There are many layers to the federal Medicare program. Let us help you figure out where to begin. We'll break down Medicare into manageable pieces, so you know if you qualify for Medicare coverage, what coverage is available in your area, and how to get enrolled in a plan that fits your needs.

Medicare Part B

Medicare Part B is medical insurance that helps pay for medical expenses relating to your doctors' services, also known as outpatient expenses. While most Americans will receive Part A without paying a premium, Part B is optional and enrollees must pay a monthly premium for the coverage. Enrollment in Part B is necessary, however, if you would like to enroll in additional optional benefits, such as prescription drug plans (Part D), Medigap plans, or Medicare Advantage plans.

Part B costs

You pay a premium each month for Medicare Part B (Medical Insurance). Most people will pay the standard premium amount. However, if your modified adjusted gross income as reported on your IRS tax return from 2 years ago is above a certain amount, you may pay an Income Related Monthly Adjustment Amount (IRMAA). IRMAA is an extra charge added to your premium.

How much does Part B cost?

Most people pay the Part B premium of $104.90 each month in 2013 and 2014.

You pay $147 per year for your Part B deductible in 2013 and 2014.

Some people automatically get Part B.

If you don't sign up for Part B when you're first eligible, you may have to pay a late enrollment penalty.

If your modified adjusted gross income as reported on your IRS tax return from 2 years ago (the most recent tax return information provided to Social Security by the IRS) is above a certain amount, you may pay more.

Part B premiums by income

If your yearly income in 2011 (for what you pay in 2013) or 2012 (for what you pay in 2014) was You pay (in 2013 and 2014)
File individual tax return File joint tax return File married & separate tax return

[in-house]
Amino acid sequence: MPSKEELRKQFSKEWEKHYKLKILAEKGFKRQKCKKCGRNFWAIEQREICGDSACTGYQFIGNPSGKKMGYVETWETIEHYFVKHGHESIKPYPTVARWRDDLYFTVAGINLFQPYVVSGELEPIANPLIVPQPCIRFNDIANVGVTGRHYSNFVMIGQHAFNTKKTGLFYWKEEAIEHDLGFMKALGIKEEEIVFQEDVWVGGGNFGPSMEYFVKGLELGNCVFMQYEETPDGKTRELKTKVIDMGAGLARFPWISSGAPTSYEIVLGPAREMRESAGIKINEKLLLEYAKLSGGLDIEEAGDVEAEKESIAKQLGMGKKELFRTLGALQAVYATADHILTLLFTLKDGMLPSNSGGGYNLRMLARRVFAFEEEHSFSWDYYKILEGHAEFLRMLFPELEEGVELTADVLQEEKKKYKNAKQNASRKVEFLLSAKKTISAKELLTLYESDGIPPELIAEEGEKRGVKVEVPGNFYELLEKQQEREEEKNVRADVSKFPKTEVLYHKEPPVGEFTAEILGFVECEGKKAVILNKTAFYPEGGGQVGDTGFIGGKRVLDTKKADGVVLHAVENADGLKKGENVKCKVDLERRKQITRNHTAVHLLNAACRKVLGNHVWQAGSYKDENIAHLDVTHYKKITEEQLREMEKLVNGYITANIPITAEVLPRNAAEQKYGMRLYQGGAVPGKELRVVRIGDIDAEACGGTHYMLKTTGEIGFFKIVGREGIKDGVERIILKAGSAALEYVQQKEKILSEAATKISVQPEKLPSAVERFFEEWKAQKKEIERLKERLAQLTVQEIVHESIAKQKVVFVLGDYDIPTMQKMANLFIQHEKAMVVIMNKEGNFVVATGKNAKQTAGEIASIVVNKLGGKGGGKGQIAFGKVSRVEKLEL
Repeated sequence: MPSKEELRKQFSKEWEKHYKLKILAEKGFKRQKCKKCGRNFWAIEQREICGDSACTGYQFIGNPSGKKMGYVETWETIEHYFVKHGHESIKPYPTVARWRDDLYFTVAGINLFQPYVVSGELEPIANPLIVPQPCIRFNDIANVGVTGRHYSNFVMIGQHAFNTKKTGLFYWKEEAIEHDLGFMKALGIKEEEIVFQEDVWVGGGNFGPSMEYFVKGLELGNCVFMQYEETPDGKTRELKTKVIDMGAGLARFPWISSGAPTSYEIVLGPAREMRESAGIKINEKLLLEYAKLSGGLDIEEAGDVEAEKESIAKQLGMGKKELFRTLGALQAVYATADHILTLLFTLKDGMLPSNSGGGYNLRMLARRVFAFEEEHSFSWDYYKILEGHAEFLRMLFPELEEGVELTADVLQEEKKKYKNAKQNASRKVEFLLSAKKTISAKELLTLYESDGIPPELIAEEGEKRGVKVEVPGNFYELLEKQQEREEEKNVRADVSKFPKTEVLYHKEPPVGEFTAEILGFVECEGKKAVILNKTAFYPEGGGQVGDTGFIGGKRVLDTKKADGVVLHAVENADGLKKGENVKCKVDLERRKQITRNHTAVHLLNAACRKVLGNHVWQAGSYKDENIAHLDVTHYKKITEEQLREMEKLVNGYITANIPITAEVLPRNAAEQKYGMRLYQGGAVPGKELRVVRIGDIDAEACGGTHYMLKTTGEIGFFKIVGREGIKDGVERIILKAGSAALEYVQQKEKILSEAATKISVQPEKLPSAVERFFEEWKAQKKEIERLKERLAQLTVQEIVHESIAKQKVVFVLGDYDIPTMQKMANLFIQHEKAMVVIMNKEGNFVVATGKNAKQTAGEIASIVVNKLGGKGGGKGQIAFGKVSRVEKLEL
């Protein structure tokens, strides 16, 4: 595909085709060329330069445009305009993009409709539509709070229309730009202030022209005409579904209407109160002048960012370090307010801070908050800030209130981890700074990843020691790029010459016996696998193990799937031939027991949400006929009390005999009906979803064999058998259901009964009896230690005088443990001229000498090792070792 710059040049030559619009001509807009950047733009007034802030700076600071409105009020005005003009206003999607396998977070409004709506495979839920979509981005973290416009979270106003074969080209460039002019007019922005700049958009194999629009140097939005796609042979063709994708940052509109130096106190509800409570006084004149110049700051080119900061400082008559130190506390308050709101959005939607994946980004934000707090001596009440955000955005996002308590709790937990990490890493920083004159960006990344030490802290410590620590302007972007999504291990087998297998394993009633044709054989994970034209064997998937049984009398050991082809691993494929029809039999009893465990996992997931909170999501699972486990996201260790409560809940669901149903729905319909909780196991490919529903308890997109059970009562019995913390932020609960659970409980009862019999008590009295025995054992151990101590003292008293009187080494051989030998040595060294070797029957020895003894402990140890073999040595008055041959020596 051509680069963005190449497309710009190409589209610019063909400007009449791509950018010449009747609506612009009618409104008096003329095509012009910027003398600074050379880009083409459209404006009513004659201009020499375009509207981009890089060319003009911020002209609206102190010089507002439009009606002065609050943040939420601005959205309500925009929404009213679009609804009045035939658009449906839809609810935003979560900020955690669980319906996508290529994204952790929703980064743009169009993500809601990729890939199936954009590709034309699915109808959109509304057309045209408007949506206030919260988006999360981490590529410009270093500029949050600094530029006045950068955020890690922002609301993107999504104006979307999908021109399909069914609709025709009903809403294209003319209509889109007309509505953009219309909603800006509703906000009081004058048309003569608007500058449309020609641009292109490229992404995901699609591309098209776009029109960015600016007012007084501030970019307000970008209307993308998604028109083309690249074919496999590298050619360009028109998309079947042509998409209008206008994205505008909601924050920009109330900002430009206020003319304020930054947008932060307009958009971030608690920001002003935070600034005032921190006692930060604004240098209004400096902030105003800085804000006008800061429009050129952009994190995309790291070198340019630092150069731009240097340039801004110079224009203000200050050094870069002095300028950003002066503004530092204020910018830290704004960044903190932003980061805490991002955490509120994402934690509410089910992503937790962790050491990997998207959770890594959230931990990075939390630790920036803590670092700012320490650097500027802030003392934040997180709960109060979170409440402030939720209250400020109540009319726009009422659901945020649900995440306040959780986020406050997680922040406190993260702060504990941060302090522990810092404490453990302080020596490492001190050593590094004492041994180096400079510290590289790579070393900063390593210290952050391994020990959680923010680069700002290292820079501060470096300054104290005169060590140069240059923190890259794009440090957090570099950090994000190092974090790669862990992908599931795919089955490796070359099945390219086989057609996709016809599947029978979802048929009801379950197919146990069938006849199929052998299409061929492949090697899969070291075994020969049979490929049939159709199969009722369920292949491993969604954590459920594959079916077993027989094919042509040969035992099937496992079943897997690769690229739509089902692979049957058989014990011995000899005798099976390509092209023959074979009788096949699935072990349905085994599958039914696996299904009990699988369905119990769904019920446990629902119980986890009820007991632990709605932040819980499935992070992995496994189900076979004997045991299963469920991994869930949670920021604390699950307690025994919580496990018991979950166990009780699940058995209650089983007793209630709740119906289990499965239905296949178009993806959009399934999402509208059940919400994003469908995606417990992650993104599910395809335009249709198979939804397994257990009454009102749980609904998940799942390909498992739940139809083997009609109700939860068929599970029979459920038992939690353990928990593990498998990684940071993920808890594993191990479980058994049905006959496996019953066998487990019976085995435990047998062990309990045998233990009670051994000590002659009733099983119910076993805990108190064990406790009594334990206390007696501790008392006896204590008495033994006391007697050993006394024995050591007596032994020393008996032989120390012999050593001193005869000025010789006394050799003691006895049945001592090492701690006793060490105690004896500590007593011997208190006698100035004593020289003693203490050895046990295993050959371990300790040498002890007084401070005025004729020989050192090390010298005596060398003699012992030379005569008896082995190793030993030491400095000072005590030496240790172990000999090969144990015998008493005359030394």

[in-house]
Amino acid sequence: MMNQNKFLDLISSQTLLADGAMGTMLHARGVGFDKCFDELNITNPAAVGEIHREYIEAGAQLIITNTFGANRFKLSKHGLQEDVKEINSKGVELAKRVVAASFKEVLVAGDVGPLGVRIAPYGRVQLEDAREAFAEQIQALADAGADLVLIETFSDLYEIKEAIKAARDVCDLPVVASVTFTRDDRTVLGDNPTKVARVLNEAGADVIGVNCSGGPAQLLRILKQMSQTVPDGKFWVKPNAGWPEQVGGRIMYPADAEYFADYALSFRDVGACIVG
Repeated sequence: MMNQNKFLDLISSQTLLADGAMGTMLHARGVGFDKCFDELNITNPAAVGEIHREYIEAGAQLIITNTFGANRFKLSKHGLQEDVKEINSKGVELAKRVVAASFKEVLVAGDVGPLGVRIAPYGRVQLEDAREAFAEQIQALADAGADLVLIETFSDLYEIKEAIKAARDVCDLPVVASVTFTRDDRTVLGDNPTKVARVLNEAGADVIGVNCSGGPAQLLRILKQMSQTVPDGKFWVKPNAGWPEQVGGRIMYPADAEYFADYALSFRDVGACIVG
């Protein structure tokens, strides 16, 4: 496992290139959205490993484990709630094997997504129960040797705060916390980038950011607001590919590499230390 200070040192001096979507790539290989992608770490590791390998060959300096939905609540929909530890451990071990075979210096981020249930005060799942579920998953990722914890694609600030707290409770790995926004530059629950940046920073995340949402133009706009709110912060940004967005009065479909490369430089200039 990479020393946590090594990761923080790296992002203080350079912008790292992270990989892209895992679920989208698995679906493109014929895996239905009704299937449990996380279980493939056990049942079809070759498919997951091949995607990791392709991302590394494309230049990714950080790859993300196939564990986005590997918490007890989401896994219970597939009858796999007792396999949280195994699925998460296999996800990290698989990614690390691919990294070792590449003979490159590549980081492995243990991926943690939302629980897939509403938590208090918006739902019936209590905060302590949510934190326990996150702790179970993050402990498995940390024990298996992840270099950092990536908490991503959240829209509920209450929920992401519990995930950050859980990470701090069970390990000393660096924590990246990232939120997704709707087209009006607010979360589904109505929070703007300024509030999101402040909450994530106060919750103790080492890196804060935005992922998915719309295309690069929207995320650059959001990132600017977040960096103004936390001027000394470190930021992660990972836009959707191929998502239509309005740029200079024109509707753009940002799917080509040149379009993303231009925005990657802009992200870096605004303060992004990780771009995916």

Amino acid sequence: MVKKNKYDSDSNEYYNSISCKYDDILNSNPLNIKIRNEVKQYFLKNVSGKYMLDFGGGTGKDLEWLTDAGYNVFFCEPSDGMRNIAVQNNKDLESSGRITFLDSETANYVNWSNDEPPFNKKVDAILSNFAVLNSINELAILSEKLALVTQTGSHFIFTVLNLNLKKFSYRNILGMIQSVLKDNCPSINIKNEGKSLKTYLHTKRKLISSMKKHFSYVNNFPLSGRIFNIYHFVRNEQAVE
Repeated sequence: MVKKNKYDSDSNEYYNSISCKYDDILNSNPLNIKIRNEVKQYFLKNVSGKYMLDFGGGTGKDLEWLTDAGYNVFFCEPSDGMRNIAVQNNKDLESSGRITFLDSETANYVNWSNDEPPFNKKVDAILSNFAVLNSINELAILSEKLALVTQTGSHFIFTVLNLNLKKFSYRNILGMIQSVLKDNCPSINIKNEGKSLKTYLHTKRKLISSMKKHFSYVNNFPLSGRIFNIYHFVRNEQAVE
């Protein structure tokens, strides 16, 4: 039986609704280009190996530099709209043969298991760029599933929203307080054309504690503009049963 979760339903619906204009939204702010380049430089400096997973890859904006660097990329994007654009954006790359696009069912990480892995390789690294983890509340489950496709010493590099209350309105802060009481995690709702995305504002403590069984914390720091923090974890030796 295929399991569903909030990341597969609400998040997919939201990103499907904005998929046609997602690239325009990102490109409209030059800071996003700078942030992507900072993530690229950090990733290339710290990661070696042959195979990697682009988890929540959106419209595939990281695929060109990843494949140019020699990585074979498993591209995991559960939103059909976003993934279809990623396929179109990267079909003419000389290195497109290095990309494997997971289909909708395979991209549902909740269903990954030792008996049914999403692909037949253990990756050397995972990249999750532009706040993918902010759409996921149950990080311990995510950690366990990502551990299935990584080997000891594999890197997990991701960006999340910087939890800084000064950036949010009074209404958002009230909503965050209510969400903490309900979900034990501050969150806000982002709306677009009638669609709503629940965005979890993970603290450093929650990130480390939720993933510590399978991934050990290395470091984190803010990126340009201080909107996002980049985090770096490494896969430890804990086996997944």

$85,000 or less $170,000 or less $85,000 or less $104.90
above $85,000 up to $107,000 above $170,000 up to $214,000 Not applicable $146.90
above $107,000 up to $160,000 above $214,000 up to $320,000 Not applicable $209.80
above $160,000 up to $214,000 above $320,000 up to $428,000 above $85,000 and up to $129,000 $272.70
above $214,000 above $428,000 above $129,000 $335.70

What's covered?

Medicare covers services (like lab tests, surgeries, and doctor visits) and supplies (like wheelchairs and walkers) considered medically necessary to treat a disease or condition.

If you're in a Medicare Advantage Plan or other Medicare plan, you may have different rules, but your plan must give you at least the same coverage as Original Medicare. Some services may only be covered in certain settings or for patients with certain conditions.

Part B covers 2 types of services

  • Medically necessary services: Services or supplies that are needed to diagnose or treat your medical condition and that meet accepted standards of medical practice.
  • Preventive services: Health care to prevent illness (like the flu) or detect it at an early stage, when treatment is most likely to work best.

You pay nothing for most preventive services if you get the services from a health care provider who accepts assignment.

Part B covers things like:

  • Clinical research
  • Ambulance services
  • Durable medical equipment (DME)
  • Mental health
    • Inpatient
    • Outpatient
    • Partial hospitalization
  • Getting a second opinion before surgery
  • Limited outpatient prescription drugs

2 ways to find out if Medicare covers what you need

  1. Talk to your doctor or other health care provider about why you need certain services or supplies, and ask if Medicare will cover them. If you need something that's usually covered and your provider thinks that Medicare won't cover it in your situation, you'll have to read and sign a notice saying that you may have to pay for the item, service, or supply.
  2. Find out if Medicare covers your item, service, or supply.

Medicare coverage is based on 3 main factors

  1. Federal and state laws.
  2. National coverage decisions made by Medicare about whether something is covered.
  3. Local coverage decisions made by companies in each state that process claims for Medicare. These companies decide whether something is medically necessary and should be covered in their area.